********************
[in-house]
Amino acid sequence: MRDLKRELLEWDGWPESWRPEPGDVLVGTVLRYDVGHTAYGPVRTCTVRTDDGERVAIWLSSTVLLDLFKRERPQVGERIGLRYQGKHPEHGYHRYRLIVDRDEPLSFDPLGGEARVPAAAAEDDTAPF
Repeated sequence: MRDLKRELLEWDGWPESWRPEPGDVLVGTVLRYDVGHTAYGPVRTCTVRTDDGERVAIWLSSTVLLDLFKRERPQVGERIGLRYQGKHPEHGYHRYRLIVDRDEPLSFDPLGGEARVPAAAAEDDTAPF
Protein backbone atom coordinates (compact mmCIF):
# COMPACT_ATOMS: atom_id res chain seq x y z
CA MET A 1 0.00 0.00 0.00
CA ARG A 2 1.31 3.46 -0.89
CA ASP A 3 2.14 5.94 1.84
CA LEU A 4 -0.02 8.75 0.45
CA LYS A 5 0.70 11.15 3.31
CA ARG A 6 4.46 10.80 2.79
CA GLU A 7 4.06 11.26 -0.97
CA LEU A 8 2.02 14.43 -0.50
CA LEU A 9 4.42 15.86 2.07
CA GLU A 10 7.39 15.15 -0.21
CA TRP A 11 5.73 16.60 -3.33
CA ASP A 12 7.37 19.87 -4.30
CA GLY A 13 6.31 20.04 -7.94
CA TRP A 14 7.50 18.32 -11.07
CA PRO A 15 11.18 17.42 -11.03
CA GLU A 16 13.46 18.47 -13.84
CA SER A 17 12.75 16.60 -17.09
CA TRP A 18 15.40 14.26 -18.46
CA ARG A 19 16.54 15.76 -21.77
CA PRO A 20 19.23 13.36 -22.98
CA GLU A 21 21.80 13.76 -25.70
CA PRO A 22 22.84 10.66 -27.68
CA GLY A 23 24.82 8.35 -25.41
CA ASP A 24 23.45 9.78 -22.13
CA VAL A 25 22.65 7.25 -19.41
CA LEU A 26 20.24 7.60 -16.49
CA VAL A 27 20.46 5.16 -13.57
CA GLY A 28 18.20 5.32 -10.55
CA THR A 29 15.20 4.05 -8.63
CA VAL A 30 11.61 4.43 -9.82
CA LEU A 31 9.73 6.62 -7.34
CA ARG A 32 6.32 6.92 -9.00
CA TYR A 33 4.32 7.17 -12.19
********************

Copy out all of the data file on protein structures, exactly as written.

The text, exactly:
[in-house]
Amino acid sequence: MRDLKRELLEWDGWPESWRPEPGDVLVGTVLRYDVGHTAYGPVRTCTVRTDDGERVAIWLSSTVLLDLFKRERPQVGERIGLRYQGKHPEHGYHRYRLIVDRDEPLSFDPLGGEARVPAAAAEDDTAPF
Repeated sequence: MRDLKRELLEWDGWPESWRPEPGDVLVGTVLRYDVGHTAYGPVRTCTVRTDDGERVAIWLSSTVLLDLFKRERPQVGERIGLRYQGKHPEHGYHRYRLIVDRDEPLSFDPLGGEARVPAAAAEDDTAPF
Protein backbone atom coordinates (compact mmCIF):
# COMPACT_ATOMS: atom_id res chain seq x y z
CA MET A 1 0.00 0.00 0.00
CA ARG A 2 1.31 3.46 -0.89
CA ASP A 3 2.14 5.94 1.84
CA LEU A 4 -0.02 8.75 0.45
CA LYS A 5 0.70 11.15 3.31
CA ARG A 6 4.46 10.80 2.79
CA GLU A 7 4.06 11.26 -0.97
CA LEU A 8 2.02 14.43 -0.50
CA LEU A 9 4.42 15.86 2.07
CA GLU A 10 7.39 15.15 -0.21
CA TRP A 11 5.73 16.60 -3.33
CA ASP A 12 7.37 19.87 -4.30
CA GLY A 13 6.31 20.04 -7.94
CA TRP A 14 7.50 18.32 -11.07
CA PRO A 15 11.18 17.42 -11.03
CA GLU A 16 13.46 18.47 -13.84
CA SER A 17 12.75 16.60 -17.09
CA TRP A 18 15.40 14.26 -18.46
CA ARG A 19 16.54 15.76 -21.77
CA PRO A 20 19.23 13.36 -22.98
CA GLU A 21 21.80 13.76 -25.70
CA PRO A 22 22.84 10.66 -27.68
CA GLY A 23 24.82 8.35 -25.41
CA ASP A 24 23.45 9.78 -22.13
CA VAL A 25 22.65 7.25 -19.41
CA LEU A 26 20.24 7.60 -16.49
CA VAL A 27 20.46 5.16 -13.57
CA GLY A 28 18.20 5.32 -10.55
CA THR A 29 15.20 4.05 -8.63
CA VAL A 30 11.61 4.43 -9.82
CA LEU A 31 9.73 6.62 -7.34
CA ARG A 32 6.32 6.92 -9.00
CA TYR A 33 4.32 7.17 -12.19